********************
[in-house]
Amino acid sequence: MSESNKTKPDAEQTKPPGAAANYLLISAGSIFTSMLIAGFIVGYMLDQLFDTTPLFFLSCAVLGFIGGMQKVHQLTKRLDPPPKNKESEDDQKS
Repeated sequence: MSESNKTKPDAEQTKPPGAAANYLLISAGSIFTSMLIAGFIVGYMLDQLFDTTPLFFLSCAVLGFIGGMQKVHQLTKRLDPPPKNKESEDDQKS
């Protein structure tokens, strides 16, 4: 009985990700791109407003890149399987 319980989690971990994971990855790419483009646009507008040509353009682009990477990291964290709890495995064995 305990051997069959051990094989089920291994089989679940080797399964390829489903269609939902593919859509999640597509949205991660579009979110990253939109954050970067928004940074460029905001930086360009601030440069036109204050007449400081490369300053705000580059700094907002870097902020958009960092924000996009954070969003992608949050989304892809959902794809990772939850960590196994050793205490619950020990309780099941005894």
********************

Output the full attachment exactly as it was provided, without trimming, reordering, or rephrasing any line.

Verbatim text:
[in-house]
Amino acid sequence: MSESNKTKPDAEQTKPPGAAANYLLISAGSIFTSMLIAGFIVGYMLDQLFDTTPLFFLSCAVLGFIGGMQKVHQLTKRLDPPPKNKESEDDQKS
Repeated sequence: MSESNKTKPDAEQTKPPGAAANYLLISAGSIFTSMLIAGFIVGYMLDQLFDTTPLFFLSCAVLGFIGGMQKVHQLTKRLDPPPKNKESEDDQKS
């Protein structure tokens, strides 16, 4: 009985990700791109407003890149399987 319980989690971990994971990855790419483009646009507008040509353009682009990477990291964290709890495995064995 305990051997069959051990094989089920291994089989679940080797399964390829489903269609939902593919859509999640597509949205991660579009979110990253939109954050970067928004940074460029905001930086360009601030440069036109204050007449400081490369300053705000580059700094907002870097902020958009960092924000996009954070969003992608949050989304892809959902794809990772939850960590196994050793205490619950020990309780099941005894």